Providing a positive first dental experience for a child can be a challenge. Many factors should be evaluated to help the parent determine the appropriate time for a dental appointment. Home dental care should begin with the eruption of the first baby tooth. Baby teeth should be kept clean by wiping them with gauze or a clean cloth. As the child grows older, a soft-bristled toothbrush can be used to remove accumulated food debris. When toddler age approaches, my children liked to suck and to chew on a toothbrush, which helps to provide relief in a mouth with newer erupting teeth. Although it often was a struggle to keep the child from running around the house with a toothbrush hanging out of his mouth, he quickly learned to like the feel of a toothbrush and the relief that it provided. Providing a positive role model by allowing your child to watch you brush your teeth gives him another example to follow. The benefits of working early with your child's oral care is that eventually, he will get used to your help and will allow you to help him brush his teeth as he grows older.
A good rule of thumb to determine when your child's first real dental appointment should be is when he is willing to allow you to brush his teeth without sucking or pulling away from the toothbrush. If he is willing to allow you to look into his mouth, there is a good chance he will allow the dentist to do the same. For most children, successful dental appointments begin between the ages of two and a half to three years old. I always advocate for the first visit to be more of a "chair ride." No performance expectations should be set for this first visit. He should be allowed to experience the appointment with no stress and with just the opportunity to have his new "big kid" adventure.
The chair ride procedure followed at our office allows the child to get into the dental chair on his own, or if he is uncomfortable doing this, then he can sit on the parent's lap while the parent is in the dental chair. We talk about his teeth and how important it is for him and his parent to help keep his teeth clean. If he can open his mouth like a tiger or alligator, then we ask him to help the dental assistant or dentist to count his teeth to make sure that the teeth are all present. A successful visit occurs when he feels relaxed and comfortable and that nothing "scary" is going to happen. Toward the end of the visit, the child is given a toothbrush, and it is explained how he can help keep his teeth clean. After the appointment, the child is free to get a prize out of the toy basket. If everything is successful, in six months, the child should return for another visit. Hopefully, the next visit will progress into cleaning and exam. If the child is too anxious or unwilling to progress to a cleaning and exam procedure, then another chair ride will occur at this visit. In three to four months, the child should return to the dental office to see if he will allow the next visit to progress to cleaning and exam.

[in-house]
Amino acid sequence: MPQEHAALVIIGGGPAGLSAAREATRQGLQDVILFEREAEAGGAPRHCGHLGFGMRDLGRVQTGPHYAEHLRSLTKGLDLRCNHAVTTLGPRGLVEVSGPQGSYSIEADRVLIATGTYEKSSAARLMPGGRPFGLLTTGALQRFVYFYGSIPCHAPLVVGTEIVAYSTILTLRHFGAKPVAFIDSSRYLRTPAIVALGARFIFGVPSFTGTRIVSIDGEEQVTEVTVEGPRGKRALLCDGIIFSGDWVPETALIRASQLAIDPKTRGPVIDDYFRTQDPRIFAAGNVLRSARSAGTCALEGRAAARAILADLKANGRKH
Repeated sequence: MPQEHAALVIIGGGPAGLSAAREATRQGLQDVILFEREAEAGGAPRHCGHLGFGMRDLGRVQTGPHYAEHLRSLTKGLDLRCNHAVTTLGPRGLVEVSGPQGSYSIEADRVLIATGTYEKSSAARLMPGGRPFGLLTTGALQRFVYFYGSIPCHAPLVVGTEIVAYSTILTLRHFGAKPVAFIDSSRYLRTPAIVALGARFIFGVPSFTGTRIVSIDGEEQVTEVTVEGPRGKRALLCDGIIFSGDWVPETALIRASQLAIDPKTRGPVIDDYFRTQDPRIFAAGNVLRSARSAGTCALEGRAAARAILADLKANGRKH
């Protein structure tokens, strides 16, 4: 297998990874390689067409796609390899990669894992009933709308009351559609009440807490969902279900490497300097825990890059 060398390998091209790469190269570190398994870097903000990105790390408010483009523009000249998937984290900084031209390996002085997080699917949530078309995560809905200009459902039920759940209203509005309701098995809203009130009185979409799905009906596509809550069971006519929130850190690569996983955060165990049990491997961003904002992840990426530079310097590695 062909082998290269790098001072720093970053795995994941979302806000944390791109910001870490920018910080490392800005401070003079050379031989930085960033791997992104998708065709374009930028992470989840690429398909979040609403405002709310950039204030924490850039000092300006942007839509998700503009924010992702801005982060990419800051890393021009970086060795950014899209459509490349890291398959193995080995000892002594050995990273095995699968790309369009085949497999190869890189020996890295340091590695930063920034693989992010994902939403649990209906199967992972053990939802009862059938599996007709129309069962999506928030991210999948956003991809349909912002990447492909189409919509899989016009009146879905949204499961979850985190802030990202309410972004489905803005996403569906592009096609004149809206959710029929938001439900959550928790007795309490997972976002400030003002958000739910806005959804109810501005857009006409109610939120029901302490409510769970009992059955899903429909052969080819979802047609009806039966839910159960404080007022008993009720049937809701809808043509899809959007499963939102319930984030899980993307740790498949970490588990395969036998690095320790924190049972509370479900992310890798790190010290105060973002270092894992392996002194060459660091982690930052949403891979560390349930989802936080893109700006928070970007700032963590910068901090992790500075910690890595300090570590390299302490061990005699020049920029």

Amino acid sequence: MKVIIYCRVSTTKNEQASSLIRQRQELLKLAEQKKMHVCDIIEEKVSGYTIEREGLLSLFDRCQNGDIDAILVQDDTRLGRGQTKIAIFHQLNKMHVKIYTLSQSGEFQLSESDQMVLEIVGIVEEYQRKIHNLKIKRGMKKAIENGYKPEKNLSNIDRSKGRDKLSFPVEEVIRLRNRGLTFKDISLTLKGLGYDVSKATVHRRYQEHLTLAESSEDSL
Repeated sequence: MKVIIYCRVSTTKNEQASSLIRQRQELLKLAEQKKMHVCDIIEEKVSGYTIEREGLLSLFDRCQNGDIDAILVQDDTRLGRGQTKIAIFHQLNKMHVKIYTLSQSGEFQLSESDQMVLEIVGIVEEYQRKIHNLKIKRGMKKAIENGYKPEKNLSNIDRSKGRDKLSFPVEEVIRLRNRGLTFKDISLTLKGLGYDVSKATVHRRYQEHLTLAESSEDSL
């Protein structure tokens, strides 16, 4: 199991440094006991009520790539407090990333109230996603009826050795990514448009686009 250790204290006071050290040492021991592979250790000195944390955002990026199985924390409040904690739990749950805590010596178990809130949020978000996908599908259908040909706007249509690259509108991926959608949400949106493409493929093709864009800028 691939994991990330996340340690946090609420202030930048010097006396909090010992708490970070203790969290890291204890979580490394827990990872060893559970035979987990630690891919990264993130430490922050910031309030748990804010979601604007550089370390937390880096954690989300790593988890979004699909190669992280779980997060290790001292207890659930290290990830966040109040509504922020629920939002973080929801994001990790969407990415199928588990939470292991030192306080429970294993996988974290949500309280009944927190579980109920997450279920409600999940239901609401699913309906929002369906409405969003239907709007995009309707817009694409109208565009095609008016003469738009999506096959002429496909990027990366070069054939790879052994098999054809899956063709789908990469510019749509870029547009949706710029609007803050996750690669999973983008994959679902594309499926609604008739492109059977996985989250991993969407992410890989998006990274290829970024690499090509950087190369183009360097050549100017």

As a child matures and becomes familiar with the dental routine and experience, he will become more trusting and willing to participate. Parents should not feel stressed or anxious if the child is slow to embrace the dental visits. With time each visit typically progresses to a successful outcome until, eventually, the child is excited to come to the dental office. Patience and consistency are the keys. Building trust and positive experiences with the child will eventually pay off in positive feelings toward dental care. The more relaxed the parent is about the appointment, the more the child will feed off that energy and will allow the natural progression toward dental success.
Wisdom Teeth: Why Do We Have Them and Should They Be Kept or Removed?
Flossing - are there really differences in the types of floss available? Is flossing really necessary?
Diabetes and Dentistry - What impact can diabetes have on the mouth, and what should my oral care include if I am diabetic?
Fluoride oral rinses - is it worth it?
Mouthwash - Is It Worth It?